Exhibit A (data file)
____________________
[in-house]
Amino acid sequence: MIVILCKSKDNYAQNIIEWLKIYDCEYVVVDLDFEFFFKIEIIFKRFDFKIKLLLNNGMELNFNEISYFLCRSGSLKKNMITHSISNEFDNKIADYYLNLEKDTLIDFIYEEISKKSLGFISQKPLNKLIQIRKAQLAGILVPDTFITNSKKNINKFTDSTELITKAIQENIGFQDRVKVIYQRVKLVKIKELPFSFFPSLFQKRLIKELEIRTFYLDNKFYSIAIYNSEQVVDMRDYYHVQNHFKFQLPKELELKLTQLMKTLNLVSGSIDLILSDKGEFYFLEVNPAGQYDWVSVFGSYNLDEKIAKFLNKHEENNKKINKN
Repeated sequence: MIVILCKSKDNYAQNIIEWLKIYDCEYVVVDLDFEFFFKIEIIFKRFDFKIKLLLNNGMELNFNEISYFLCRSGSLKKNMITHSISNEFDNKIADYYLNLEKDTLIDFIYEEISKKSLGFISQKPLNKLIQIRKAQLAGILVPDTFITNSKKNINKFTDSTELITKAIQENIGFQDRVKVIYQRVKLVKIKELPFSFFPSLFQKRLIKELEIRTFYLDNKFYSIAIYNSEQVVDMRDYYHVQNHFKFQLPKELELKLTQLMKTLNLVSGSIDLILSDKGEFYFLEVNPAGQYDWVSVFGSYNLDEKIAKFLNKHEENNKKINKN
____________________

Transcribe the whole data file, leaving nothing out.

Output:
[in-house]
Amino acid sequence: MIVILCKSKDNYAQNIIEWLKIYDCEYVVVDLDFEFFFKIEIIFKRFDFKIKLLLNNGMELNFNEISYFLCRSGSLKKNMITHSISNEFDNKIADYYLNLEKDTLIDFIYEEISKKSLGFISQKPLNKLIQIRKAQLAGILVPDTFITNSKKNINKFTDSTELITKAIQENIGFQDRVKVIYQRVKLVKIKELPFSFFPSLFQKRLIKELEIRTFYLDNKFYSIAIYNSEQVVDMRDYYHVQNHFKFQLPKELELKLTQLMKTLNLVSGSIDLILSDKGEFYFLEVNPAGQYDWVSVFGSYNLDEKIAKFLNKHEENNKKINKN
Repeated sequence: MIVILCKSKDNYAQNIIEWLKIYDCEYVVVDLDFEFFFKIEIIFKRFDFKIKLLLNNGMELNFNEISYFLCRSGSLKKNMITHSISNEFDNKIADYYLNLEKDTLIDFIYEEISKKSLGFISQKPLNKLIQIRKAQLAGILVPDTFITNSKKNINKFTDSTELITKAIQENIGFQDRVKVIYQRVKLVKIKELPFSFFPSLFQKRLIKELEIRTFYLDNKFYSIAIYNSEQVVDMRDYYHVQNHFKFQLPKELELKLTQLMKTLNLVSGSIDLILSDKGEFYFLEVNPAGQYDWVSVFGSYNLDEKIAKFLNKHEENNKKINKN